It was extended in the mid 1700s and later in the 19th century, when Scots Baronial features were added.
For 200 years it remained in the Steel-Maitland family until the death of its last surviving member, Brenda Steel-Maitland in 2002.
Incredibly, she left the entire property and grounds in her will to a biology teacher at George Heriot’s, Gordon Stewart, who had rented a cottage in the grounds.
He sold it soon after for around £700,000. It has since been completely renovated and updated to a six-bedroom, seven-bathroom family home set in 3.6 acres, gardens with paddocks and a separate two-bed wing.
Situated six miles from the city centre near the airport, it also boasts a wine cellar complete with arrow slots, vaulted crypt, oak panelled walls and two friendly lions guarding the front door.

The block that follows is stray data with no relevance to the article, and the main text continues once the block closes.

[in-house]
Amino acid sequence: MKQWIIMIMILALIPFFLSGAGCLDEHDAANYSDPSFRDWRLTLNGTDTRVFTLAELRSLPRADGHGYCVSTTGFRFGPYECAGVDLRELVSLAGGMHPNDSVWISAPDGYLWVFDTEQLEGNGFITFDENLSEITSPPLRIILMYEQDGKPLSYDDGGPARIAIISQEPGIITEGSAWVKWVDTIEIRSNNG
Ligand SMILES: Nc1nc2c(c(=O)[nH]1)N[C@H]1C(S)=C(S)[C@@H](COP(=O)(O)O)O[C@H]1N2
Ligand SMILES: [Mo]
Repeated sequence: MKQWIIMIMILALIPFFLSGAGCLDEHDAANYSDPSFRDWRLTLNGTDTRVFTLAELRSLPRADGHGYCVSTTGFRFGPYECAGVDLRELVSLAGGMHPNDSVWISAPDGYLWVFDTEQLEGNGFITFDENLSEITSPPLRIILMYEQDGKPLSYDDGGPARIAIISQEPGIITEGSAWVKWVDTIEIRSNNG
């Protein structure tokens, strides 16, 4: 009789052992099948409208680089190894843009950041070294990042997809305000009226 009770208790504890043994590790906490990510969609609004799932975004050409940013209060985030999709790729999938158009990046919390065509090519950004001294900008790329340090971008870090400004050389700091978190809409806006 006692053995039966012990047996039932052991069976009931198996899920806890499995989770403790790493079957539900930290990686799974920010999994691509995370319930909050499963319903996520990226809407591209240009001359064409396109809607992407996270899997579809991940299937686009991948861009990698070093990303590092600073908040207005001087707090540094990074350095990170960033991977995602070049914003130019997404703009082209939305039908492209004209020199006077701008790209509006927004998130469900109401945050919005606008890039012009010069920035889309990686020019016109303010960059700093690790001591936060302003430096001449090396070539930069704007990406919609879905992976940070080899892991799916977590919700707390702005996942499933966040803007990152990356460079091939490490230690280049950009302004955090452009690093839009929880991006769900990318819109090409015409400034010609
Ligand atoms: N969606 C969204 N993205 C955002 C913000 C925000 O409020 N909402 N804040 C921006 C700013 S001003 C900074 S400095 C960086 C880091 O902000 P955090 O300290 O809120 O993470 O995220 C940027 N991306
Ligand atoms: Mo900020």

According to agent Ben Fox, the property is a rare gem.
“It’s exceptional, the features are amazing and there’s not really anything else like that in Edinburgh. There’s been a lot of interest from abroad, but the most recent viewers have been local.”
• GOLFERS dream of a home so close to the golf course that you can reach it just by opening the back door.
That’s what you get should you splash out on Invereil House, a ten-bedroom Victorian B-listed mansion house in Dirleton.
Set in 4.7 acres of land, the red North Berwick Law stone property is enclosed by a stone boundary wall that leads directly on to North Berwick Golf Course. It was commissioned by British Amateur Golf champion John E Laidlay in the 1890s, who wanted a home to overlook his favourite course. And if it looks slightly familiar, it could be because it was designed by Peddie and Washington Browne, architects behind the Caledonian Hotel at the West End.